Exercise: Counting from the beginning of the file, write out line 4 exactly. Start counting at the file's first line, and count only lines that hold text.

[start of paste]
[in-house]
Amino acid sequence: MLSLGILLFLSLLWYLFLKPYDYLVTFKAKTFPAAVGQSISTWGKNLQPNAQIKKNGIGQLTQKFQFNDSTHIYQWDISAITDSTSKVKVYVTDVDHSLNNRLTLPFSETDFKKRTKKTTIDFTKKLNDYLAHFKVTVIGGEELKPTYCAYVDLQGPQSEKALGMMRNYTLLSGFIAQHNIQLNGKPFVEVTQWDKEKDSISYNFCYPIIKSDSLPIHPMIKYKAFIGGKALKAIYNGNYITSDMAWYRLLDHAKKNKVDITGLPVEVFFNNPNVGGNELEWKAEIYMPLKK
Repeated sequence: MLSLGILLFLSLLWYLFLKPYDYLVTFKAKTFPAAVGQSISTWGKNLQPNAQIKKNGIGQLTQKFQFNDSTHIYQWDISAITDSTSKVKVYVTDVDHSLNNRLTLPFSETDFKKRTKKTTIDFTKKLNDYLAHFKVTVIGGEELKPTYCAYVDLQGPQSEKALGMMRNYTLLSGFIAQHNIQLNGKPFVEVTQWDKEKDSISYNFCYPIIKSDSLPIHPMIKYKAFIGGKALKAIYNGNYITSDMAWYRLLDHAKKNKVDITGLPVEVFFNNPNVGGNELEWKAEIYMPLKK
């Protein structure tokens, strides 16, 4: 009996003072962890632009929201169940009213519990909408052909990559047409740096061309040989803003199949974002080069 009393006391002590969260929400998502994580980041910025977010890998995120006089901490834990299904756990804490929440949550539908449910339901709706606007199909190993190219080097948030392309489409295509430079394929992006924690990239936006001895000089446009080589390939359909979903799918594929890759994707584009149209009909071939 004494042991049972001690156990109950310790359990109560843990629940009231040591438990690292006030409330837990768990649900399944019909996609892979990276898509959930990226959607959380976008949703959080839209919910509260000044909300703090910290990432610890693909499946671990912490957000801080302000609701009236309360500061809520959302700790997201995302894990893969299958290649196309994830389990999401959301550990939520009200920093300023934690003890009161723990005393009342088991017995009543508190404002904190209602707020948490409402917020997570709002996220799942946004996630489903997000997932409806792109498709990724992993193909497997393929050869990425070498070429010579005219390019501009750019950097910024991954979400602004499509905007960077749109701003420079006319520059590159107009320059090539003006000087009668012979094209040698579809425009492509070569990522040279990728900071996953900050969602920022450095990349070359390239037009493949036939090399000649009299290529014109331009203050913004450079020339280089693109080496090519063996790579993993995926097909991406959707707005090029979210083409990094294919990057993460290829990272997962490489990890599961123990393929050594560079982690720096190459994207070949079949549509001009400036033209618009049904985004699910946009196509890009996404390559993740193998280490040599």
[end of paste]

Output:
């Protein structure tokens, strides 16, 4: 009996003072962890632009929201169940009213519990909408052909990559047409740096061309040989803003199949974002080069 009393006391002590969260929400998502994580980041910025977010890998995120006089901490834990299904756990804490929440949550539908449910339901709706606007199909190993190219080097948030392309489409295509430079394929992006924690990239936006001895000089446009080589390939359909979903799918594929890759994707584009149209009909071939 004494042991049972001690156990109950310790359990109560843990629940009231040591438990690292006030409330837990768990649900399944019909996609892979990276898509959930990226959607959380976008949703959080839209919910509260000044909300703090910290990432610890693909499946671990912490957000801080302000609701009236309360500061809520959302700790997201995302894990893969299958290649196309994830389990999401959301550990939520009200920093300023934690003890009161723990005393009342088991017995009543508190404002904190209602707020948490409402917020997570709002996220799942946004996630489903997000997932409806792109498709990724992993193909497997393929050869990425070498070429010579005219390019501009750019950097910024991954979400602004499509905007960077749109701003420079006319520059590159107009320059090539003006000087009668012979094209040698579809425009492509070569990522040279990728900071996953900050969602920022450095990349070359390239037009493949036939090399000649009299290529014109331009203050913004450079020339280089693109080496090519063996790579993993995926097909991406959707707005090029979210083409990094294919990057993460290829990272997962490489990890599961123990393929050594560079982690720096190459994207070949079949549509001009400036033209618009049904985004699910946009196509890009996404390559993740193998280490040599």